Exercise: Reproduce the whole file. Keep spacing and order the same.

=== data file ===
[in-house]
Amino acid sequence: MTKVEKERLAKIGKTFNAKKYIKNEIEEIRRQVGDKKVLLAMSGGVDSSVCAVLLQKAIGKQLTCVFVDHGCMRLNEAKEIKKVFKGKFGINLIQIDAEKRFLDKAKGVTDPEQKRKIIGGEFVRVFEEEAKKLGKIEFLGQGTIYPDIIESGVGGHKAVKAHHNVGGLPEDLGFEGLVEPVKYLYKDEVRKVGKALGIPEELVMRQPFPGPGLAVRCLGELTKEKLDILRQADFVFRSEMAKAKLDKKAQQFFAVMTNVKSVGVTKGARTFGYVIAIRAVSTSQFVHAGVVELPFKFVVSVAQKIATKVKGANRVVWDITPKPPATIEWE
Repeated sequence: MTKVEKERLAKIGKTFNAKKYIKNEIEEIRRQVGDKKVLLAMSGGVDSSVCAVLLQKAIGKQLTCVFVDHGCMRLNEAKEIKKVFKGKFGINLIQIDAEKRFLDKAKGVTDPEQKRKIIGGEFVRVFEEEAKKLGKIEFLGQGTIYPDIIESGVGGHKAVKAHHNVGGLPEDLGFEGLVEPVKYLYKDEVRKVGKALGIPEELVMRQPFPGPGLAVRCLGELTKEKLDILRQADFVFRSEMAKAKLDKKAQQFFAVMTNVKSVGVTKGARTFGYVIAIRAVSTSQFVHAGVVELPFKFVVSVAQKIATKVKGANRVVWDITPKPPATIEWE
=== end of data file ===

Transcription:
[in-house]
Amino acid sequence: MTKVEKERLAKIGKTFNAKKYIKNEIEEIRRQVGDKKVLLAMSGGVDSSVCAVLLQKAIGKQLTCVFVDHGCMRLNEAKEIKKVFKGKFGINLIQIDAEKRFLDKAKGVTDPEQKRKIIGGEFVRVFEEEAKKLGKIEFLGQGTIYPDIIESGVGGHKAVKAHHNVGGLPEDLGFEGLVEPVKYLYKDEVRKVGKALGIPEELVMRQPFPGPGLAVRCLGELTKEKLDILRQADFVFRSEMAKAKLDKKAQQFFAVMTNVKSVGVTKGARTFGYVIAIRAVSTSQFVHAGVVELPFKFVVSVAQKIATKVKGANRVVWDITPKPPATIEWE
Repeated sequence: MTKVEKERLAKIGKTFNAKKYIKNEIEEIRRQVGDKKVLLAMSGGVDSSVCAVLLQKAIGKQLTCVFVDHGCMRLNEAKEIKKVFKGKFGINLIQIDAEKRFLDKAKGVTDPEQKRKIIGGEFVRVFEEEAKKLGKIEFLGQGTIYPDIIESGVGGHKAVKAHHNVGGLPEDLGFEGLVEPVKYLYKDEVRKVGKALGIPEELVMRQPFPGPGLAVRCLGELTKEKLDILRQADFVFRSEMAKAKLDKKAQQFFAVMTNVKSVGVTKGARTFGYVIAIRAVSTSQFVHAGVVELPFKFVVSVAQKIATKVKGANRVVWDITPKPPATIEWE